dir: William Friedkin
[img_assist|nid=790|title=Bugfuckingly crazy|desc=|link=none|align=right|width=300|height=300]
Friedkin has had a many and varied career, probably best known for the classic horror flick The Exorcist. However many and varied his abilities might be, we should, at the very least, expect him to know how to depict all kinds of crazy on the silver screen. Oh, and he does.

Bug is based on a play, and it pretty much looks like a play, since most of it transpires in a single hotel room, with a few outside and aerial shots to make you forget how much like a play it really seems. There are more than two actors, as well, but mostly it’s a two-hander between Ashley Judd, yet again playing a white trash down-and-out with substance abuse problems and poor taste in men, and Michael Shannon, who regularly plays lunatics in movies.

And what this kind of story needs is people that are comfortable with playing absolute lunatics for the majority of a movie’s length.

Agnes (Judd) lives in a hotel room and waits tables in a nearby bar. She is clearly an alcoholic, loves her ganja and doesn’t mind the old crack/crystal meth pipe. In the flick’s opening minutes, we see that she’s probably been on the downward spiral for a while, and the silent, harassing phone calls from, she suspects, her recently paroled ex Jerry (Harry Connick Jr), are tipping her further over the edge.

When she soon meets Peter, she feels, at least for a while, that she’s found some respite from the miseries of the world and the possibility of a healthy relationship with a man who’s not going to abuse her. Peter seems odd but harmless at first, and everything seems to be going okay until they get down and dirty and do some of those exercises that require the presence of other people.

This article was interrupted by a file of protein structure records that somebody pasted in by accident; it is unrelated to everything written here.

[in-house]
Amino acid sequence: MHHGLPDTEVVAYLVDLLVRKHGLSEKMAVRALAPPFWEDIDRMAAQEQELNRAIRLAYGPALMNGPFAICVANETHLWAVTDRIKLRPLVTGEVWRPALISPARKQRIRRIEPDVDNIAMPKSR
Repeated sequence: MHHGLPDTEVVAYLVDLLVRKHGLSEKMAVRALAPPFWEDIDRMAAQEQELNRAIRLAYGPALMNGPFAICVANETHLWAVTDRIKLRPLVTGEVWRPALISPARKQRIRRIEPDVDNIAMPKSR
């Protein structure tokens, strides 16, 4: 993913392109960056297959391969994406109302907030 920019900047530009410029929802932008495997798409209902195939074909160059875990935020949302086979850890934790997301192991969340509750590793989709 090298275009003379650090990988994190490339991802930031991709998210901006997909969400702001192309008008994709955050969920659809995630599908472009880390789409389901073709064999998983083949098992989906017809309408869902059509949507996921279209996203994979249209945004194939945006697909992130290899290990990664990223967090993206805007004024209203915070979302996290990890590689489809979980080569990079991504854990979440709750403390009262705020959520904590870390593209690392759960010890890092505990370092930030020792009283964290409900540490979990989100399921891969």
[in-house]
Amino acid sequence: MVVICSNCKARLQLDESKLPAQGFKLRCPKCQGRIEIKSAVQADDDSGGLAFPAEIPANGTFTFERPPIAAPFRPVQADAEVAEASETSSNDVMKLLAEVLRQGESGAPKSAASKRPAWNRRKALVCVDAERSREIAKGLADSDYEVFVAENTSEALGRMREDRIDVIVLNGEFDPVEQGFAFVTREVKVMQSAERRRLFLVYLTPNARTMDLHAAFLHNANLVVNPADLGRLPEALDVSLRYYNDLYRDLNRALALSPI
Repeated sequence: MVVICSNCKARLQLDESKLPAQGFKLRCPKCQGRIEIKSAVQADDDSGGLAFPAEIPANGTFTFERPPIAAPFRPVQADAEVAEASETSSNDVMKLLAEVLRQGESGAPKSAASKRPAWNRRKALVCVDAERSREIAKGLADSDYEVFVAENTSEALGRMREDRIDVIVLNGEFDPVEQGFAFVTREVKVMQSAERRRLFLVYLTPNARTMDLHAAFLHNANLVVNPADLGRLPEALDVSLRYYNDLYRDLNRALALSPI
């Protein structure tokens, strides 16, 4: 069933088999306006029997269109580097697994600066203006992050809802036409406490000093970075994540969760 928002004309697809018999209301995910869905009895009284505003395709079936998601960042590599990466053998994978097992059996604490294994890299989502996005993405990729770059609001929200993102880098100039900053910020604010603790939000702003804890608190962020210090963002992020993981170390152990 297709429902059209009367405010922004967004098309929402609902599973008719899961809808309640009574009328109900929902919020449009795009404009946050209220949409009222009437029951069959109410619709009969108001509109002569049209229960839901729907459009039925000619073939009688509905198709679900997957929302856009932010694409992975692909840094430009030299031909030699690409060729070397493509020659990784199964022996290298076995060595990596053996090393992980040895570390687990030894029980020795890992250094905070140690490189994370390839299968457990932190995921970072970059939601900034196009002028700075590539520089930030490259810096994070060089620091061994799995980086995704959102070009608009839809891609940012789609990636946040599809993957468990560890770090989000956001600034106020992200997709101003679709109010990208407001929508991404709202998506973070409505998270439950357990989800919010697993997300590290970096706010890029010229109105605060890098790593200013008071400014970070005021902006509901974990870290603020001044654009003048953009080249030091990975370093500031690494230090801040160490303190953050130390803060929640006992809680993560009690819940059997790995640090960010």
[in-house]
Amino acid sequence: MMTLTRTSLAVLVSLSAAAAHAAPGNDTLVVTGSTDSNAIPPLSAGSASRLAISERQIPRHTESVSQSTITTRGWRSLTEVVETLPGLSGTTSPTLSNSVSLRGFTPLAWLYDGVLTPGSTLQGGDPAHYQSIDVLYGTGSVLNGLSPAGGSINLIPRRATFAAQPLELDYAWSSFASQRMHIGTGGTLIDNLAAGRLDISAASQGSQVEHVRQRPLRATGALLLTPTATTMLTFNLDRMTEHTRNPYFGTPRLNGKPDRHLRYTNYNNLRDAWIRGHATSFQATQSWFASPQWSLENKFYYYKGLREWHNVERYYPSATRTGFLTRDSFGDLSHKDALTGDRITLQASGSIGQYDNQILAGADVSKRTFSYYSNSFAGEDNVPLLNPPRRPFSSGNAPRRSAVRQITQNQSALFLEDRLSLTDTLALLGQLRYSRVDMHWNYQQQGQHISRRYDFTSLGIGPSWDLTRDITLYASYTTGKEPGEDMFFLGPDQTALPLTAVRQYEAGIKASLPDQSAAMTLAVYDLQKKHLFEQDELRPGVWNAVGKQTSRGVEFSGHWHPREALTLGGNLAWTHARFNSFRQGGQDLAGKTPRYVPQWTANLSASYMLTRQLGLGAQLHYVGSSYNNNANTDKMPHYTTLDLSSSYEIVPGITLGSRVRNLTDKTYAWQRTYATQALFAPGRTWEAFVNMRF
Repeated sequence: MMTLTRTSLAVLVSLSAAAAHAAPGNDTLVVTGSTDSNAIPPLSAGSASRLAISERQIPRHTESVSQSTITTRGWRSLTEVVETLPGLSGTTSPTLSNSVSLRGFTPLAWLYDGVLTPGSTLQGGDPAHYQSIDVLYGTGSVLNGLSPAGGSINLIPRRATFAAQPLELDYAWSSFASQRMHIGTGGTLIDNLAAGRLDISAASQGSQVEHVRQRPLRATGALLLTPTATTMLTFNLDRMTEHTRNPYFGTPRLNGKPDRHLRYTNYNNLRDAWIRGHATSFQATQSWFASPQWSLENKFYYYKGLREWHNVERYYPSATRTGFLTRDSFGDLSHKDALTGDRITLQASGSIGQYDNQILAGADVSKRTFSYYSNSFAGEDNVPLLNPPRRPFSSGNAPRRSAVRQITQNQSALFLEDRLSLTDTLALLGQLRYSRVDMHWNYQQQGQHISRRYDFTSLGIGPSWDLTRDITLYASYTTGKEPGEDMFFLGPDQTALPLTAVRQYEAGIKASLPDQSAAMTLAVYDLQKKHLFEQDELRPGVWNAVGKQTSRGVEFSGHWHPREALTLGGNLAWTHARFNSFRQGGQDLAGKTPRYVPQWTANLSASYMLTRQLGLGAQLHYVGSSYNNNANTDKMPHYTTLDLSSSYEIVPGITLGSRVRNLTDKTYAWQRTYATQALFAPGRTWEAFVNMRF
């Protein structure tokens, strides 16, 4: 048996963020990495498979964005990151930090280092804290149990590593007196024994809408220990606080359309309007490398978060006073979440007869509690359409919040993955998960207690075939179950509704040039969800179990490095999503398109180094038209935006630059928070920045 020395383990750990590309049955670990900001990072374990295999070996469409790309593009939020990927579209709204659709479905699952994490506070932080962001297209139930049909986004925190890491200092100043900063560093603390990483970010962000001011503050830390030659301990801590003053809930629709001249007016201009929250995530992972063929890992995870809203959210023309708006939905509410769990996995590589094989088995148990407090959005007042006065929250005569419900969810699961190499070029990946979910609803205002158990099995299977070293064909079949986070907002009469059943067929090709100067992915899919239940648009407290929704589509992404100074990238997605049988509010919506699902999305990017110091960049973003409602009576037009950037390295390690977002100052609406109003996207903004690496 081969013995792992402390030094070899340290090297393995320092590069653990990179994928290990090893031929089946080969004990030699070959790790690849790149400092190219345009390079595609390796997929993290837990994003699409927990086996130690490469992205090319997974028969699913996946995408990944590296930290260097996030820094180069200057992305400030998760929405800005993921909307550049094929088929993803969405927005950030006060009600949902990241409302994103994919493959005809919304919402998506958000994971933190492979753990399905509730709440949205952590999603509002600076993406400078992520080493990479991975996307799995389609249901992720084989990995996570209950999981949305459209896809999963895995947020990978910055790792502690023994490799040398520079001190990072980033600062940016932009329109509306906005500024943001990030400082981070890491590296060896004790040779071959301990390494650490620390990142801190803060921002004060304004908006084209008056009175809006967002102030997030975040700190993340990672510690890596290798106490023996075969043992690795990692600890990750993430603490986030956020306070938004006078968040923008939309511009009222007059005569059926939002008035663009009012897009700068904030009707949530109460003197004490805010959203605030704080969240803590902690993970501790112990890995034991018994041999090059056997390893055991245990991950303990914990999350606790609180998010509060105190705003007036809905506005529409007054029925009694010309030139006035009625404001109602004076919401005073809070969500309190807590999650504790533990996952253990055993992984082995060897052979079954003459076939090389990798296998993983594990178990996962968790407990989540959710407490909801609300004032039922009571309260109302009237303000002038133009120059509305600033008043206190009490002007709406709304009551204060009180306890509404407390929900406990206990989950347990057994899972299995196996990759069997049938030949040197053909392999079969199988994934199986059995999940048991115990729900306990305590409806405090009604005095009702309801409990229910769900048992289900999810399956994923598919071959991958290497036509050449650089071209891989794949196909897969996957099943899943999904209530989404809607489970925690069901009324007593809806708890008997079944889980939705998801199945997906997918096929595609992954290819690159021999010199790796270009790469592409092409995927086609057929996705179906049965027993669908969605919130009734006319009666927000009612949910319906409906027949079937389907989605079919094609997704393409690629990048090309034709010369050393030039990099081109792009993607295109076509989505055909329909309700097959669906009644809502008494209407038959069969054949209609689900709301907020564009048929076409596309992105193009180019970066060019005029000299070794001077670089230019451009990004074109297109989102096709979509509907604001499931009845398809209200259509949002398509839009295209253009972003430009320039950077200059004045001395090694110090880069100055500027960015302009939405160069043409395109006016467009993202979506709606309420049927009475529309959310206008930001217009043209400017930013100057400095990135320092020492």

Once that happens, the bugs appear. At first just Peter starts finding these bugs all throughout the hotel room, and though Agnes can’t see them, she believes in their existence, despite, on some level, knowing full well what is going on.

As a study of co-dependence, you could not get an uglier picture of it. Well, Agnes’s ex showing up is pretty ugly, but the depths of consensual insanity that she achieves with Peter are staggering to behold.

It’s not really a surprise when Peter starts seeing bugs everywhere and taking progressively more insane steps to deal with them. The question we keep asking ourselves is: what motivates Agnes to keep going along with it?

Are the bugs real? It’s kind of a redundant question.

For me, the more important signpost is the use of a ringing phone, very cheap from a special effects point of view, in that it’s no special effect at all, to unhinge reality. Agnes hears the phone ringing early on, with no-one on the other end of the line. She curses and rails against the caller, believing it to be Harry Connick Jr. Now, I hate Harry Connick Jr as much as she does, if not more, but there’s a case to be made that he’s not the one making the calls.

In fact, it’s not until Peter later on answers the phone that I realised something else was possibly going on. The phone’s not ringing at all. Agnes’s delusions are possibly a creation of her heavy drinking and drug use, and maybe mental instability arising from whatever causes and factors (like the trauma of losing her son Lloyd several years ago). But before we even know what hazy shade of crazy Peter is capable of, he hears her auditory delusions first.

Or maybe the phone was ringing, I have no idea. It just struck me as indicative of what would follow, in terms of Peter being able to impose his worldview (i.e. mental illness) onto Agnes, with her accepting it willingly because she’s got nothing else going for her.